You will tell me that this is not the worst problem in either the media or our societies, and I will agree. Although it may be related to more serious problems or inspire some inquiry in the economics of language, you may consider this post as a light midsummer piece. Reporting on a murder mystery, the Wall Street Journal writes, speaking of a sheriff’s deputy (“A Hiker Died With a Bullet in His Chest. Why Did Police Say He Was Stabbed by a Stick?” July 12, 2023):

He didn’t see any bullet wounds in the puppy, and after searching the area for 25 minutes, he couldn’t find any shell casings.

As the story headline says, not only had the puppy been shot, but his master too. Here, I am focusing on the muddled terminology.

The deputy sheriff would not be looking for “shell casings” except if he had already seen a wound or wounds typical of a shotgun blast. Only shotgun shells have “shell casings,” because the whole cartridge is called a “shell.” A pistol or a rifle typically fires a single bullet propelled from the end of a metal (usually brass) “case” or simply “casing” containing the powder; together, the bullet and the casing are called “cartridge.” A shotgun shell casing, mainly made of plastic, contains a large number of pellets on top of the powder. True, there is the exception of shotgun shells that contain only one “bullet” commonly called “slug.” The other exception is revolver shotshells, designed for snakes and unlikely to kill a dog or a man. It would be surprising if the deputy sheriff had sloppily spoken of “shell casings” while he was looking for all sorts of casings.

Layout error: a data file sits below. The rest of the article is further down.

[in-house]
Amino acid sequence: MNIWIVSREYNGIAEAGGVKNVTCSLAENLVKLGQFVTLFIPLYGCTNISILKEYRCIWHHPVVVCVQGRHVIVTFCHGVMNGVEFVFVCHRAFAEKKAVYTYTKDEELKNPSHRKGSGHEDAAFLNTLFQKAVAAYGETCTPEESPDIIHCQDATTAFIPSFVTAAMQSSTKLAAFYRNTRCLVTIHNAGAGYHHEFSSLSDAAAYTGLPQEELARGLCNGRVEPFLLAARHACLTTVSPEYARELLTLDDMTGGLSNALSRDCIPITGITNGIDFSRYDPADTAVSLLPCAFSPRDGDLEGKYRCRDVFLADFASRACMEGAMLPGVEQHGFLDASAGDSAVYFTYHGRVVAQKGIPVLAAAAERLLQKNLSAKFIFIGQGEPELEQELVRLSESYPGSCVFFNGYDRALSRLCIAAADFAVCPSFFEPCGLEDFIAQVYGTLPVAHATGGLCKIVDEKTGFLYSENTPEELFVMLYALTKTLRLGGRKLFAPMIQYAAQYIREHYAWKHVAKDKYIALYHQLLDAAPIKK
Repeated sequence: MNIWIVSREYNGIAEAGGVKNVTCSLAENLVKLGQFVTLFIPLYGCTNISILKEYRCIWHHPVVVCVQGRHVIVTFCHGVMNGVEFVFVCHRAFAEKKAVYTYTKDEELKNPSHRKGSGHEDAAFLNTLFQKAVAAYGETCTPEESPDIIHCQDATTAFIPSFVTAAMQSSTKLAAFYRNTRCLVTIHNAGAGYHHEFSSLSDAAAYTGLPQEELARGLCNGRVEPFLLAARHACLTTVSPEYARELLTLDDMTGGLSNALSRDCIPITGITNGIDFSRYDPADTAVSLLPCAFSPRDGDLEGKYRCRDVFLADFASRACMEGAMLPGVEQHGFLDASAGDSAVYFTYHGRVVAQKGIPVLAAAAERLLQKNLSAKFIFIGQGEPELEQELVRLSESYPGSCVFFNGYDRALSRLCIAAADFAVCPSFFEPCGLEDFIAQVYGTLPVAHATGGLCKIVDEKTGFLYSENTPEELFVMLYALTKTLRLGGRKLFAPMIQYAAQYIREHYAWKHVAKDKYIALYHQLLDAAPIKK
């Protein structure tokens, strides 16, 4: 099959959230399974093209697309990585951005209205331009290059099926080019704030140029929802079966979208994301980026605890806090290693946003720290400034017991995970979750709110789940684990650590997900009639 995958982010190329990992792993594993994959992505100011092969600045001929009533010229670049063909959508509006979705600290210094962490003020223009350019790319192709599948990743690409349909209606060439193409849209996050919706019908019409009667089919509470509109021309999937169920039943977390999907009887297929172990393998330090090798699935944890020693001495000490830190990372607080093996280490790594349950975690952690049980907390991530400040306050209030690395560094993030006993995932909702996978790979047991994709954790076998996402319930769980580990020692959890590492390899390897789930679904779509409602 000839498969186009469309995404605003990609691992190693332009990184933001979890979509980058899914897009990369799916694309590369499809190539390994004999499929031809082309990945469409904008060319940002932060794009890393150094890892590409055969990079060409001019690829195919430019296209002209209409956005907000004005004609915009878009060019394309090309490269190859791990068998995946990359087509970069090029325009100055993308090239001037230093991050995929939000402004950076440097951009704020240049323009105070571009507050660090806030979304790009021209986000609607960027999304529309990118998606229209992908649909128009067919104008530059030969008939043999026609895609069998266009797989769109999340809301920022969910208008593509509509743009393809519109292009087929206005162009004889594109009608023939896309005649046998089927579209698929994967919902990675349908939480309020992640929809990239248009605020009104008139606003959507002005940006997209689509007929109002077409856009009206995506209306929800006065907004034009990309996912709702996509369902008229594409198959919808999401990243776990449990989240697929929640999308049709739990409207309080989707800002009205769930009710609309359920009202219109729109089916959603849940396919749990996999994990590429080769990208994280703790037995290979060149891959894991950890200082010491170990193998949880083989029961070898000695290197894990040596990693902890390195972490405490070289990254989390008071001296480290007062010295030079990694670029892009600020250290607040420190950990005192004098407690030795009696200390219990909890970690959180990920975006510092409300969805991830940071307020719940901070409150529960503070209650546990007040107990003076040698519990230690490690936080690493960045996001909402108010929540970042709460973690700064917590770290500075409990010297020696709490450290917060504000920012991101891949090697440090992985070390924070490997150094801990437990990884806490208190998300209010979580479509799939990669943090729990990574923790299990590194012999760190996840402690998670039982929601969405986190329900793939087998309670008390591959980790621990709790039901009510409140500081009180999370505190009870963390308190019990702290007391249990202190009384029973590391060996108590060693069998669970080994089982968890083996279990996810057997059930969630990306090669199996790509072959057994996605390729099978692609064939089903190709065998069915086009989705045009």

If the deputy sheriff really said he was looking for “shell casings,” it would suggest that he was not exactly on top of his job, as his failure to identify a bullet wound on the dead hiker would confirm. By definition, of course, murder mysteries raise many questions.

This being said, the reporter may not be allowed to go scot-free. Ignorance of firearm basics (it is not rocket science) seems to be systemic in the media and, alas, not only in European or Canadian media—where we should not be overly surprised to find that they can’t distinguish a rifle from a broomstick. I suppose that ordinary individuals, as opposed to state agents or their war conscripts, should not know about these things. In a previous EconLog post on a related topic, I wrote:

Perhaps it should be a condition of the job, even in America sadly, that journalists and their editors own and shoot guns.